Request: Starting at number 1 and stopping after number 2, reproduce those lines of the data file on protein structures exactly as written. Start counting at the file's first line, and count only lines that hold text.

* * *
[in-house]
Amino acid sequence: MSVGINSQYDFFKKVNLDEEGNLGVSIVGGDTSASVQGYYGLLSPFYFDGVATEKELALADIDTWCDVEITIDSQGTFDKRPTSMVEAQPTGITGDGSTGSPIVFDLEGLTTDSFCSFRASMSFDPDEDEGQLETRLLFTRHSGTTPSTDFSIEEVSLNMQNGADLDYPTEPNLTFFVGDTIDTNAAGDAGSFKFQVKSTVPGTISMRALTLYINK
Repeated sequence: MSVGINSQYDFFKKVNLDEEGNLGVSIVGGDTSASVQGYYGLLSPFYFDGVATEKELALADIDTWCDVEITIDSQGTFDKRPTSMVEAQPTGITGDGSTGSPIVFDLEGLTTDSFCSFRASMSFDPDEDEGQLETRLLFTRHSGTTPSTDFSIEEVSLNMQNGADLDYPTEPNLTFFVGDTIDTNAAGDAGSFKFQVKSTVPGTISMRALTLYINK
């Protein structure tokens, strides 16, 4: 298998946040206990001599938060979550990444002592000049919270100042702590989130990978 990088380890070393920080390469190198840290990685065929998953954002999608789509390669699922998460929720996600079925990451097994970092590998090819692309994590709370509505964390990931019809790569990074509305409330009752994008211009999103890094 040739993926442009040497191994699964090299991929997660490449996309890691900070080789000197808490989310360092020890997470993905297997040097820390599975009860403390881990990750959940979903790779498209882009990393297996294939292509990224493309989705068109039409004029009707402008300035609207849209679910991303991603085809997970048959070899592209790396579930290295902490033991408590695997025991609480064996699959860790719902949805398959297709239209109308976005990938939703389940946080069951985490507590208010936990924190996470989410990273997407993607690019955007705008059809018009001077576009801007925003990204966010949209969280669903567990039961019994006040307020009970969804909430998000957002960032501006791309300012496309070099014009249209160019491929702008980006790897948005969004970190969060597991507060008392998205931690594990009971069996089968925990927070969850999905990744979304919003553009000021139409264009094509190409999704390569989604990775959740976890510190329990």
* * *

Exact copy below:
[in-house]
Amino acid sequence: MSVGINSQYDFFKKVNLDEEGNLGVSIVGGDTSASVQGYYGLLSPFYFDGVATEKELALADIDTWCDVEITIDSQGTFDKRPTSMVEAQPTGITGDGSTGSPIVFDLEGLTTDSFCSFRASMSFDPDEDEGQLETRLLFTRHSGTTPSTDFSIEEVSLNMQNGADLDYPTEPNLTFFVGDTIDTNAAGDAGSFKFQVKSTVPGTISMRALTLYINK